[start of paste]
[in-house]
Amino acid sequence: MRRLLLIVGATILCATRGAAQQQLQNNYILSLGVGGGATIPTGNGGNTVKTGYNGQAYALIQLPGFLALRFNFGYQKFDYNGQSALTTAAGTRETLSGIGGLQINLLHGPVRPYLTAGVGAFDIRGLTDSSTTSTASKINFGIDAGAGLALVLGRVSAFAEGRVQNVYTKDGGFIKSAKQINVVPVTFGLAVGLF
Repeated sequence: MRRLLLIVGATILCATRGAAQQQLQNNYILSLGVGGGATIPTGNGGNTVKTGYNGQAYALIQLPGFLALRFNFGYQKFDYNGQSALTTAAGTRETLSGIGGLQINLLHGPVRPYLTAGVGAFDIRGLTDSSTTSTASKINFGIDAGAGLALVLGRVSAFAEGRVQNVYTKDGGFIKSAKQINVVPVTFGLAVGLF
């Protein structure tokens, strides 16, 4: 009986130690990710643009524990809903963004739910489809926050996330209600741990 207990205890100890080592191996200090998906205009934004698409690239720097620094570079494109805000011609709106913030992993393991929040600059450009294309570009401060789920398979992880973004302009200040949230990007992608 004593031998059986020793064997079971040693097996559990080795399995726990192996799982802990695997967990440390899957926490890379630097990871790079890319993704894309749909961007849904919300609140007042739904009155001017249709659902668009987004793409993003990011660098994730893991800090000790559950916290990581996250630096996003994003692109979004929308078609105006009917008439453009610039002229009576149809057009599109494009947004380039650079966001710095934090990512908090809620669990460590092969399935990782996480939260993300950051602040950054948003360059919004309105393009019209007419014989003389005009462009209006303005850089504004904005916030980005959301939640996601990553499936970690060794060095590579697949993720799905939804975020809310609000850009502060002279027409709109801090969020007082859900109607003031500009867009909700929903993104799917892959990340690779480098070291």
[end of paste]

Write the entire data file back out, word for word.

[in-house]
Amino acid sequence: MRRLLLIVGATILCATRGAAQQQLQNNYILSLGVGGGATIPTGNGGNTVKTGYNGQAYALIQLPGFLALRFNFGYQKFDYNGQSALTTAAGTRETLSGIGGLQINLLHGPVRPYLTAGVGAFDIRGLTDSSTTSTASKINFGIDAGAGLALVLGRVSAFAEGRVQNVYTKDGGFIKSAKQINVVPVTFGLAVGLF
Repeated sequence: MRRLLLIVGATILCATRGAAQQQLQNNYILSLGVGGGATIPTGNGGNTVKTGYNGQAYALIQLPGFLALRFNFGYQKFDYNGQSALTTAAGTRETLSGIGGLQINLLHGPVRPYLTAGVGAFDIRGLTDSSTTSTASKINFGIDAGAGLALVLGRVSAFAEGRVQNVYTKDGGFIKSAKQINVVPVTFGLAVGLF
């Protein structure tokens, strides 16, 4: 009986130690990710643009524990809903963004739910489809926050996330209600741990 207990205890100890080592191996200090998906205009934004698409690239720097620094570079494109805000011609709106913030992993393991929040600059450009294309570009401060789920398979992880973004302009200040949230990007992608 004593031998059986020793064997079971040693097996559990080795399995726990192996799982802990695997967990440390899957926490890379630097990871790079890319993704894309749909961007849904919300609140007042739904009155001017249709659902668009987004793409993003990011660098994730893991800090000790559950916290990581996250630096996003994003692109979004929308078609105006009917008439453009610039002229009576149809057009599109494009947004380039650079966001710095934090990512908090809620669990460590092969399935990782996480939260993300950051602040950054948003360059919004309105393009019209007419014989003389005009462009209006303005850089504004904005916030980005959301939640996601990553499936970690060794060095590579697949993720799905939804975020809310609000850009502060002279027409709109801090969020007082859900109607003031500009867009909700929903993104799917892959990340690779480098070291």